Widespread hunger, soaring inflation, rising fuel costs, and girls largely left out of the education system. Those have been some of the economic effects of a year of Taliban rule in Afghanistan.
The group swept back into power in August 2021 as a 20-year operation by U.S. forces and their allies ended in a disorganized and chaotic withdrawal.
The United Nations now estimates roughly half the population is suffering from acute hunger, while most international aid has been suspended. In June, the UN Security Council reported the Afghan economy had contracted by as much as 40% since the withdrawal and that the economic situation remains “dire.”
As the central bank governor, Ajmal Ahmady had been in charge of keeping Afghanistan’s economy on an even keel. But, like other officials, he fled the country when the Taliban took control last year. Just days later, we spoke to him about that decision to leave. Given his knowledge of that economy, we decided to call him back to ask him not just about the problems facing the country, but what he sees as possible solutions for getting it back on track.
On Monday, it was reported the U.S. and Taliban have ended talks, with no resolution, about whether to release some $7 billion in central bank assets frozen in the U.S. Another $2 billion is frozen by other governments. Ahmady started by explaining why there’s been so much focus on those assets, and what countries usually use them for. The following is an edited transcript of Victoria Craig’s conversation with Ahmady.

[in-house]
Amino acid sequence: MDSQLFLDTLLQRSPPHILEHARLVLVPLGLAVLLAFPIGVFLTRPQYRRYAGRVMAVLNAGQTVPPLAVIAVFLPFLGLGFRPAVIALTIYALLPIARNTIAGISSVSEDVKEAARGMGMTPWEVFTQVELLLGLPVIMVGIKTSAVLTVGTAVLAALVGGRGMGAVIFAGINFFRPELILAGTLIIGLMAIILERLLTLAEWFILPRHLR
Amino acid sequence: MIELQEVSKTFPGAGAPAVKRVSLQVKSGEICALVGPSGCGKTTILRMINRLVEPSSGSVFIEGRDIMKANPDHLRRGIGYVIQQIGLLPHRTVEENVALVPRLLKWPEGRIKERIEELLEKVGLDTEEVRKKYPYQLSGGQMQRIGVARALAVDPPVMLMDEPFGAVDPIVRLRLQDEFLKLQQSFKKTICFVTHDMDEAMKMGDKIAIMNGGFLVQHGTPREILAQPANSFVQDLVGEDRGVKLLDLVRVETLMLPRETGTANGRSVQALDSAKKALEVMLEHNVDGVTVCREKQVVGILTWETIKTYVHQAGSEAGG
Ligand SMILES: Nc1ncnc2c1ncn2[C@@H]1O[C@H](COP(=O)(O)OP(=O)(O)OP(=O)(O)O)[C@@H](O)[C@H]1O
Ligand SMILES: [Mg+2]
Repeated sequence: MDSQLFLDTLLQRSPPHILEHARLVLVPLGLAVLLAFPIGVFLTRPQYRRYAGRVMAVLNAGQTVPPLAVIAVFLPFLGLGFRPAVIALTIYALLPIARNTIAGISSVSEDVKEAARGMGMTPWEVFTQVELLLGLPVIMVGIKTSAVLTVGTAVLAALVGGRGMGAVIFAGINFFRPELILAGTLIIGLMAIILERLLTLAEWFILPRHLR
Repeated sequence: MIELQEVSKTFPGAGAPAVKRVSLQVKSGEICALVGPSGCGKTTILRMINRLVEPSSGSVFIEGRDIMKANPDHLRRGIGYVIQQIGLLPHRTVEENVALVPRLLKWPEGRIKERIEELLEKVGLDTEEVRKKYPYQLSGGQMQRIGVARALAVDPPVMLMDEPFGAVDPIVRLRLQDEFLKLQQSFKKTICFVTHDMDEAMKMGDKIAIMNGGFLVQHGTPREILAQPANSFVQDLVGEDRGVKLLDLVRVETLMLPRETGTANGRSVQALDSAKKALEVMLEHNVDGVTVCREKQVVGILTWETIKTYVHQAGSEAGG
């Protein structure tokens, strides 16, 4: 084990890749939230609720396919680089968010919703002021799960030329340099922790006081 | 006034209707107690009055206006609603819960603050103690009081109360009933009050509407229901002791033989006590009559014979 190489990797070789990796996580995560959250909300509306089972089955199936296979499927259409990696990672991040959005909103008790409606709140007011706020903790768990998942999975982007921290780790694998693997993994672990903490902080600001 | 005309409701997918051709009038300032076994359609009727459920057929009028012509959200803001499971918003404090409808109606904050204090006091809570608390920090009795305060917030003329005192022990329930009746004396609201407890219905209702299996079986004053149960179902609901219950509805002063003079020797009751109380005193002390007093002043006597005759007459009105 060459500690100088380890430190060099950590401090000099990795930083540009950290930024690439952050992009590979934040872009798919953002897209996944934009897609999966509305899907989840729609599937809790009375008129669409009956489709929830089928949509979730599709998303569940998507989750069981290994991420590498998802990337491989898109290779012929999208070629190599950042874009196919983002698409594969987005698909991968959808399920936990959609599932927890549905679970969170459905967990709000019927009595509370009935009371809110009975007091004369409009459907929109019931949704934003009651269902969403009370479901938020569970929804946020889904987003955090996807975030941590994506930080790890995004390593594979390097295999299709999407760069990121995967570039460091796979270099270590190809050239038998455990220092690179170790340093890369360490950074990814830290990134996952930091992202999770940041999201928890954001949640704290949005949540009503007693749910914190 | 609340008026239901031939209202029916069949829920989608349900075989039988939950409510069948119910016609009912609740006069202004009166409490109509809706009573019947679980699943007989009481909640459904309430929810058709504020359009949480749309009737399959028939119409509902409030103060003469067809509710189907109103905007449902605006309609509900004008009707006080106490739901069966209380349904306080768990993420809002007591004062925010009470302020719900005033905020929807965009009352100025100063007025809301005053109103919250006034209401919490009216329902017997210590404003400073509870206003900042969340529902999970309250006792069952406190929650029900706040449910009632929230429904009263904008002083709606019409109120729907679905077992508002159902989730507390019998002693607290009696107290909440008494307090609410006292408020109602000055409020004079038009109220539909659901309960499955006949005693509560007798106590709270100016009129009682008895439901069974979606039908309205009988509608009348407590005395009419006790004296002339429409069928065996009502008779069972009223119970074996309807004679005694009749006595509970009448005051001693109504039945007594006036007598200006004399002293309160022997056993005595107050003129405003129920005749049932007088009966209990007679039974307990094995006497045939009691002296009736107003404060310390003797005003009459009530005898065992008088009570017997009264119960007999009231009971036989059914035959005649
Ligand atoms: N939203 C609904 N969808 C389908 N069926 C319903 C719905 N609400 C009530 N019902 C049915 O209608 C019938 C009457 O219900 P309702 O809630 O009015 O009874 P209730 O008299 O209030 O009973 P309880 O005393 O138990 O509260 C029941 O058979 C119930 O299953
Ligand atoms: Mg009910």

Ajmal Ahmady: International reserves for any country is the net sum of inflows and outflows out of that country. So for the past two decades, most of the inflows have come to Afghanistan via international aid. Those funds are used by central banks to pay for imports, but also to respond to shocks that hit the economy.
Victoria Craig: So, they’re mostly used basically as sort of a monetary policy tool. They’re not used for humanitarian aid, and the argument for them being released, they want to see that used to relieve the worsening humanitarian economic crisis in that country. But could they really be used in that way if they were released?
Ahmady: Correct: They are typically not utilized in that way. But in this particular case, that was a proposal floated, I think, by international partners to use them for humanitarian purposes. I think there’s a few parts of the story. So I think the first part is the fact that half of the reserves were allocated for the victims of Sept. 11 and half for humanitarian support in Afghanistan. So that’s, I think, one point of contention. And then the second is the Taliban would like to see it go back to the central bank and used for monetary and balance of payments issues, as we discussed. And I think the U.S. Treasury and other international partners want to create a humanitarian trust fund that would bypass the Taliban government.
Craig: A lot of people who are still living inside Afghanistan have told the BBC over the past year that they often feel like they’ve been abandoned by the international community. You mentioned that the Taliban wants control of those billions of dollars in reserves. But the question is: Does the Taliban have experience at the central bank to really handle the dispersion or the use of that money if it does ever come back to the country?